Republicans looking to take on Democratic U.S. Sen. Bill Nelson in 2012 think they have found a political advantage in pushing for a federal balanced budget amendment.
Nelson has supported various measures backing a federal balanced budget, including a measure introduced by freshman tea party favorite U.S. Sen. Mike Lee, R-Utah, backing an amendment last month that garnered the support of 58 senators -- including Nelson and nine other Democrats. The proposed amendment would need 67 senators to pass.
Despite Nelsons support of Lees measure, some of the Republican candidates who are looking to challenge the incumbent from Florida are looking to push the issue themselves and hope it pays off come 2012.
Asked about a federal balanced budget amendment on Monday, state Senate President Mike Haridopolos, R-Merritt Island, who is already running for the U.S Senate seat, told Sunshine State News that he would enthusiastically back it.
I support it, Haridopolos said about the amendment. Itll be the first bill I co-sponsor in the United States Senate.
During his years in the state Senate, Haridopolos has been actively pushing for a nonbinding resolution from the state, urging the federal government to pass the amendment.
Haridopolos is not the only Republican hopeful calling for the amendment.
The federal government must learn to live within its means and spend only what it can afford, insisted former House Majority Leader Adam Hasnerlate last week. Washington cannot continue to spend money Americans simply don't have.
A balanced budget amendment to the Constitution would require Congress to exercise the same common sense and fiscal discipline that Florida families do each day, continued Hasner. It would require prioritizing spending on only the most urgent needs and vital functions of government, while forcing non-essential government spending to end.
Hasner added that, in order for the federal government to rein in spending, more was needed besides the amendment.
The truth of the matter is that balancing our budget each year would prevent Washington politicians from digging the hole deeper, but it would do next to nothing to attack our growing debt, which is also our nations single greatest national security threat, insisted Hasner, who then fired away at Nelson and other Beltway figures. Bill Nelson, Barack Obama, congressional Democrats and yes, too many Republicans have been on a spending spree that will burden generations of Americans. Cutting spending and attacking our debt isnt just about making tough choices, its about securing the American Dream and preserving it for future generations.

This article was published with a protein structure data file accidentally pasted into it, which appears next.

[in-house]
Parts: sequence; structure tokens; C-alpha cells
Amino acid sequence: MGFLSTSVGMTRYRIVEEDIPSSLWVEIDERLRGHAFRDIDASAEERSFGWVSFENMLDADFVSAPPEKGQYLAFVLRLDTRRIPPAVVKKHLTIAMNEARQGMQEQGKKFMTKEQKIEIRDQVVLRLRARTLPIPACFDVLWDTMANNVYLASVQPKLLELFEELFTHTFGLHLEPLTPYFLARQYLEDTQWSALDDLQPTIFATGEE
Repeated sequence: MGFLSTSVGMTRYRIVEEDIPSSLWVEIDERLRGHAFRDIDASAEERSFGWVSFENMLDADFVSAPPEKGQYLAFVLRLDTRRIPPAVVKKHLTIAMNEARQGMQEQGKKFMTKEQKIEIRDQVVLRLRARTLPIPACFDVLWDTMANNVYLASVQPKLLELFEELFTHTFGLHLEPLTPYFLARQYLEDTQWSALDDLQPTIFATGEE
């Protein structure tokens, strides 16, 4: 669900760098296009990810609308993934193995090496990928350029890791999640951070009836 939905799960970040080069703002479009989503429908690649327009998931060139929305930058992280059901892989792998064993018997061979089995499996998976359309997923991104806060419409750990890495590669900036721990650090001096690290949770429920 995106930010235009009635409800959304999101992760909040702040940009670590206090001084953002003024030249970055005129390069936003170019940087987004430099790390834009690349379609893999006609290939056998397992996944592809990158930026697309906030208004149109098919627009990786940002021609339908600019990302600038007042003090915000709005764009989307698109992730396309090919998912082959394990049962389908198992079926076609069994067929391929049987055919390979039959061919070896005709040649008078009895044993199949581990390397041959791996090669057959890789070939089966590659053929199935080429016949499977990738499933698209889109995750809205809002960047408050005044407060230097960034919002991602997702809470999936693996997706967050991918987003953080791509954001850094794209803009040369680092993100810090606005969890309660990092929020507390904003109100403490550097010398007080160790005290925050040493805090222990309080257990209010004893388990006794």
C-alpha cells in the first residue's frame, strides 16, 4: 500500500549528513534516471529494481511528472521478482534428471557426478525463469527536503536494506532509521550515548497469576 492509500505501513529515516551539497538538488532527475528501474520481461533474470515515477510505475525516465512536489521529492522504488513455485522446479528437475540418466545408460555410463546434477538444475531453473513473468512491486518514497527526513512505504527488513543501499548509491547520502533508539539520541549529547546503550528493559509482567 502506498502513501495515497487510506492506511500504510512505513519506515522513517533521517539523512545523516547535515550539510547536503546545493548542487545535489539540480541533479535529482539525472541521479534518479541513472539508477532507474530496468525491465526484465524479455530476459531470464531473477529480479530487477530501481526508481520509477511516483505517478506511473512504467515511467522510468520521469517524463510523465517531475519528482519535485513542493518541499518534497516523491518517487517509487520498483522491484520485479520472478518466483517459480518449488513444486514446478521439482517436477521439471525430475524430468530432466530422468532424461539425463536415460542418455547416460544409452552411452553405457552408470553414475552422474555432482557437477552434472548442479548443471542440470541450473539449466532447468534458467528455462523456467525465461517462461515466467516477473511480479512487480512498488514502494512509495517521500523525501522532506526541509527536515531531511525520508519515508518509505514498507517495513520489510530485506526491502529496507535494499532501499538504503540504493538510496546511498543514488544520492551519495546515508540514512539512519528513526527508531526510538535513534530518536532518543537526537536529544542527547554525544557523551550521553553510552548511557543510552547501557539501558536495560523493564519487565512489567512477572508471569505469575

Cut spending, stop the borrowing, balance the budget and attack the debt, noted Hasner in conclusion. The stakes are too high to do anything less.
While Hasner is almost certain to enter the Republican primary, U.S. Rep. Vern Buchanan has also left the door open to challenging Nelson.
Buchanan introduced a federal balanced budget amendment in the U.S. House on Wednesday, very similar to a measure being proposed by U.S. Sen. Pat Toomey, R-Pa. The measure would also limit federal spending to 18 percent of the GDP and mandate that any measure to raise federal taxes be passed by supermajorities of both wings of Congress.
"We cant wait any longer," said Buchanan. "The time is now for Washington to make the tough choices necessary to balance the budget for taxpayers today and for future generations.
Each year, billions of taxpayer dollars are spent on waste, fraud and abuse, added Buchanan. A balanced budget amendment would force lawmakers to take a hard look at the programs they are funding and hold federal agencies accountable.
Buchanan has been backing balanced amendments since first taking his seat in 2007.
"A balanced budget amendment is a common-sense measure that will save taxpayer dollars and help ensure the financial security of our children and grandchildren, insisted Buchanan.
The other candidates looking at joining or already in the race have also been pushing for a federal balanced budget amendment.
During his brief time as an appointed member of the U.S. Senate, George LeMieux introduced a balanced budget amendment and, throughout 2010, made appearances across Florida touting his support for it and other measures to curb federal spending. LeMieuxs measures won the support of fiscal watchdog groups like the Concord Coalition and the Peter G. Peterson Foundation.
Mike McCalister, a retired army officer who is currently working in business and education who took more than 10 percent of the vote in the 2010 Republican gubernatorial primary, said during that campaign that he backed a federal balanced budget amendment. While McCalister is now running for the Republican nomination in the U.S. Senate race, his campaign could not be reached on Monday.
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